Monday, June 19, 2017

Technology Shifts

I think the article “Cisco’s CEO on Staying Ahead of Technology Shifts” was my favorite article to date that I have read for Strategy Development.  It was amazing to read about how John Chambers grew to be in the position he is currently in and what it took for him to get there.  During his first couple of jobs, Chambers learned that if even amazing companies missed a market transition, this would lead to their ultimate demise.  At IBM, their missed opportunity was their slowness in identifying and adapting to the shift of mainframe computers to minicomputers.  This was because IBM stopped listening to their customers which is a huge “no-no” in this industry and resulted in the layoff of many employees.  At Wang, Chambers watched five rounds of layoffs that lasted for about a year and a half.  These company’s failures led to his start at Cisco.  Within four years of being there, Chambers became the CEO.
During his time with Cisco, Chambers has overseen many shifts and transitions within the technology world.  One could say that this is the reason why Cisco is still thriving as a company today.  Others could say that their main reason for survival is their ability to listen to their customers and help them achieve what they want and need.  Chambers approach to new trends is also quite unique but seems to work for the company.  When Cisco senses a shift early, they will spend time with their research and development team to develop new technology.  They also may use the option of making an acquisition.  The most interesting way they approach new shifts is what they call a spin-in.  They have a group of workers work on a project and have them work as if they were working in a start-up.  They also receive financial bonuses as they hit a milestone.  This helps them acquire new talent and they are provided with fresh ideas.  This type of mentality could help many companies achieve their goals and provide new talent even for old companies.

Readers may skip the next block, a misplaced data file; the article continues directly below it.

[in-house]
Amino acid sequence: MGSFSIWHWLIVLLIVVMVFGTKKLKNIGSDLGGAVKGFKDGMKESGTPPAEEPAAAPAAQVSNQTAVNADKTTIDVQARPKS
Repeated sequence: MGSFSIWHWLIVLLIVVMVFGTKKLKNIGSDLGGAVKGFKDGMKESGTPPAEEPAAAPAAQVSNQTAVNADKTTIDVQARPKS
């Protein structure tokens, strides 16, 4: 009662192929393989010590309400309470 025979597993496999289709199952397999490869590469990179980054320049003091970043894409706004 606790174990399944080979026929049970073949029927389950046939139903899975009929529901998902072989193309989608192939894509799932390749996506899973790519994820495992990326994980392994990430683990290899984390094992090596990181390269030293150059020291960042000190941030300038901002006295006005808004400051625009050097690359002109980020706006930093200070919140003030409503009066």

Reading this article made me think about my old company.  There, we manufactured hummus and were required to keep up with our competitors.  Though we dominated the hummus category by being 63% of the consumer’s choice within the market, we still had to figure out new and innovative ways to get our hummus out there because the risk for completion was always apparent.  The change I want to touch on was the inability to have an organic product.  When the company first started, there was not a huge rush to become organic because the company and the market was so new to America.  Hummus was always a big food category in Israel, but up until recently, not as big in America.  Eventually, as the years went on and as the demand for hummus grew, organic food because super trendy.  The company I worked for did not really care until we tried selling our product to Whole Foods.  This would have been a huge sale, but Whole Foods did not want to sell my company’s products because the hummus was not organic enough.  This was a huge blow to my company and this was when they really started to listen to what consumers wanted.  What they wanted was a food that was healthy and organic.  Because my company decided to listen to their base, they were able to come up with technology and ingredients to create a non-GMO, organic product that could be put on the shelves.  Sometimes, like in Cisco’s case, the best thing a company can do is to listen.

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